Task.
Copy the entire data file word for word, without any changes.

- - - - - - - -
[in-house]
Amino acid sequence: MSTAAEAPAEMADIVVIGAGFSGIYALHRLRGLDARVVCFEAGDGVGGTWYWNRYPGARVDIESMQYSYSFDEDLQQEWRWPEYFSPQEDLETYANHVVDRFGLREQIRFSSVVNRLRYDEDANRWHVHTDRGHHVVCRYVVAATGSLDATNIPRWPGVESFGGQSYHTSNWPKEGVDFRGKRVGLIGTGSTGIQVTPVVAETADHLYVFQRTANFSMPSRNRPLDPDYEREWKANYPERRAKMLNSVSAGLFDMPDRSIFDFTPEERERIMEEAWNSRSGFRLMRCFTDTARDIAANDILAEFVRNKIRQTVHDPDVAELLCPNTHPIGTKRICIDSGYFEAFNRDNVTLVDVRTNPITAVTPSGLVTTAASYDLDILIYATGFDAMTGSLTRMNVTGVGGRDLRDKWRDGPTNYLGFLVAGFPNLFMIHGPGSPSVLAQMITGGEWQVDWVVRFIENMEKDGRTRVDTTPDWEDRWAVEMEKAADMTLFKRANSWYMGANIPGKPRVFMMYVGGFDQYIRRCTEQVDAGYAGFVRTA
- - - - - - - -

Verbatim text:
[in-house]
Amino acid sequence: MSTAAEAPAEMADIVVIGAGFSGIYALHRLRGLDARVVCFEAGDGVGGTWYWNRYPGARVDIESMQYSYSFDEDLQQEWRWPEYFSPQEDLETYANHVVDRFGLREQIRFSSVVNRLRYDEDANRWHVHTDRGHHVVCRYVVAATGSLDATNIPRWPGVESFGGQSYHTSNWPKEGVDFRGKRVGLIGTGSTGIQVTPVVAETADHLYVFQRTANFSMPSRNRPLDPDYEREWKANYPERRAKMLNSVSAGLFDMPDRSIFDFTPEERERIMEEAWNSRSGFRLMRCFTDTARDIAANDILAEFVRNKIRQTVHDPDVAELLCPNTHPIGTKRICIDSGYFEAFNRDNVTLVDVRTNPITAVTPSGLVTTAASYDLDILIYATGFDAMTGSLTRMNVTGVGGRDLRDKWRDGPTNYLGFLVAGFPNLFMIHGPGSPSVLAQMITGGEWQVDWVVRFIENMEKDGRTRVDTTPDWEDRWAVEMEKAADMTLFKRANSWYMGANIPGKPRVFMMYVGGFDQYIRRCTEQVDAGYAGFVRTA